Growing up in Jamaica in the early 1950s through the early 1960s I came to the realization that my family had preferred status. My mother was a teacher and my father, though a man of very little formal education possessed something that money could not buy. He was “high yellow”. A preferred color in the Afro Jamaican community. The class standing of my family afforded the perception of generosity and graciousness. The impoverished and poor of our small community often brought offerings to my mother to gain favor. Whither is was to watch television from the verandah, (that was as far as they were permitted to enter our home) or to get extra lessons for their children in preparation for the Common Entrance exams. The outward kindness of my parents, my mother in particular lead to children being given to them as live in helpers in return for room and board and schooling. Behind closed doors and at the “hands of help” many of the children were physically and mentally abused by both my parents. My mother was the primary abuser and my father the enabler. The children were threatened with being returned to a life of abject poverty if they dared to “tell lies” about their treatment, so they endured in silence. No one knew that rivers of blood spilled from their tiny nostrils from crushing blows to their heads or that there were whelps from leather straps hidden under their well pressed uniforms.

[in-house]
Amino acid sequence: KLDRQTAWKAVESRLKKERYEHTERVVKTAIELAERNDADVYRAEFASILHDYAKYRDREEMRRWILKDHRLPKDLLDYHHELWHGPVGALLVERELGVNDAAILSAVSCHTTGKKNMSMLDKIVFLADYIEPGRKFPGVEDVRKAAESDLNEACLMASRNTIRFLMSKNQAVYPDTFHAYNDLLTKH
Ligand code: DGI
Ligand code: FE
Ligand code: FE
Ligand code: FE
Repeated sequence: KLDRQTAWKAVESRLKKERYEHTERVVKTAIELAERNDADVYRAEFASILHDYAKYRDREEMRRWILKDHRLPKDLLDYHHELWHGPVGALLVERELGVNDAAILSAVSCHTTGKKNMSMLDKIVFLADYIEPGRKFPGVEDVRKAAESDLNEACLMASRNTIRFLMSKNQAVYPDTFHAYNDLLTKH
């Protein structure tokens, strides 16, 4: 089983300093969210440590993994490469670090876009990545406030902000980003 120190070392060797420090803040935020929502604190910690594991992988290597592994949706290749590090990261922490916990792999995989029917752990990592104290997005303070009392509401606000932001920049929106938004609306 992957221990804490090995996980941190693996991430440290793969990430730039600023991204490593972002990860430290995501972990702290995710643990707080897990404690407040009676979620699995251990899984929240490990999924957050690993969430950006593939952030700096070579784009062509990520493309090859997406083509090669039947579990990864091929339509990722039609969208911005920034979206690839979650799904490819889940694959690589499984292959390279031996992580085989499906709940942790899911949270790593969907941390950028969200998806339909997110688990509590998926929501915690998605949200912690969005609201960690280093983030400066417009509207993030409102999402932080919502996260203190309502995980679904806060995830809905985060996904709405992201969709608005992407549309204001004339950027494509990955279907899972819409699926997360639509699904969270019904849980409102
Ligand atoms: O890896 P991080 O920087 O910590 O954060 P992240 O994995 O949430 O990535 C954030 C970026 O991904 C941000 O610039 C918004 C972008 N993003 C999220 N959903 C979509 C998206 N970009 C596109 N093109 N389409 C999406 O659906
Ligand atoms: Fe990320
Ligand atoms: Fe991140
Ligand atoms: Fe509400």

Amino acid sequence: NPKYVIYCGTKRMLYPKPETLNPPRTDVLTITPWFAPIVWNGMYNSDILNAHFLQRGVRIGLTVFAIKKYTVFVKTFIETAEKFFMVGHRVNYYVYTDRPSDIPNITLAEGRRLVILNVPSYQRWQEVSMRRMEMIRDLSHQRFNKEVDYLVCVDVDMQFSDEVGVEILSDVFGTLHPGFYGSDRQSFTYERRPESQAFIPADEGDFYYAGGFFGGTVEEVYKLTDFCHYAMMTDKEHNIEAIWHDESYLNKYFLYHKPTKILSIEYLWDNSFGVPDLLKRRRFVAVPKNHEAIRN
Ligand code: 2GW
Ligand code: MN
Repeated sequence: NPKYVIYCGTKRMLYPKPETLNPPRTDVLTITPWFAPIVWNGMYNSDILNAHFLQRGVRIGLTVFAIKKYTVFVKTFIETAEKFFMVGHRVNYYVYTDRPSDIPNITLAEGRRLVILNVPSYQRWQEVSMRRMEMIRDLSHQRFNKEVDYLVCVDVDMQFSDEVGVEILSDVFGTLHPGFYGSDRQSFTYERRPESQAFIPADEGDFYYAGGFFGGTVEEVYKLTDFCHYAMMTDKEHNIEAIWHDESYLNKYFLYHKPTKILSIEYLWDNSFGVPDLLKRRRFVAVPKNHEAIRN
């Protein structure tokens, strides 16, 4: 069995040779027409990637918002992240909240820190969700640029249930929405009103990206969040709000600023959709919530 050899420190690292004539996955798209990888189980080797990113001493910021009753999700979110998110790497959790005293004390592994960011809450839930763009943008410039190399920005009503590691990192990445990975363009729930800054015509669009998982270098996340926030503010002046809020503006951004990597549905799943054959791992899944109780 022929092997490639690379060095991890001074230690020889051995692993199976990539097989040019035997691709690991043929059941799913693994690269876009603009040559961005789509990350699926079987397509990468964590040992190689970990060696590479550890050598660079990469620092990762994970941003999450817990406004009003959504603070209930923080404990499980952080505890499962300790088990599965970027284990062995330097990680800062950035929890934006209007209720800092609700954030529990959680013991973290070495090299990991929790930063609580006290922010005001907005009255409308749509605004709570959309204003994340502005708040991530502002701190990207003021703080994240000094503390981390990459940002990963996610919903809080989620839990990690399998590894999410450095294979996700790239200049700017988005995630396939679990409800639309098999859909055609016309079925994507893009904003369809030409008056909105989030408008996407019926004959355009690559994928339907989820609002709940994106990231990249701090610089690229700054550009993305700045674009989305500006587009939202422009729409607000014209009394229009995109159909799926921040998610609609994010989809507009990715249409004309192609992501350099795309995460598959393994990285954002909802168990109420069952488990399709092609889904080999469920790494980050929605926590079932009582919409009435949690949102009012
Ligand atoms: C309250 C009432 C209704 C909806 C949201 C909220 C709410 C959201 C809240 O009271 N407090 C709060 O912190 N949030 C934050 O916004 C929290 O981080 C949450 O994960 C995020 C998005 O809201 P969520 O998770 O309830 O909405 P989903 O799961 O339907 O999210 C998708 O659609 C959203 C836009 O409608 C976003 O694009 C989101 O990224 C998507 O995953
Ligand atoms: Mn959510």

I remember being about eight years old when their screams for help seeped into my dreams, though all seemed well with the rest of my family. It was then I learned that abuse affects not only the individual targeted for abuse, but also those in the surrounding environment. I too as a child felt the tentacles of abuse as they reached beyond the intended victims and touched my soul. By the age of ten, I can remember plotting in my daydreams ways to help the children escape their prison, which I called home. In my conscious thoughts, by the age of eleven, I pledged that I would dedicate my life as an advocate for the safety, well being and education of children. All children. With this:
“ I believe that respect as the birthright of all children and is not contingent upon their station in life, the color of their being, the parents of their birth or those made available to them, or any other human made discriminatory factors. The dignity of children must drive us as a society to demonstrate that they (our children) are valued.”
If you enjoyed this essay, please consider making a tax-deductible contribution to This I Believe, Inc.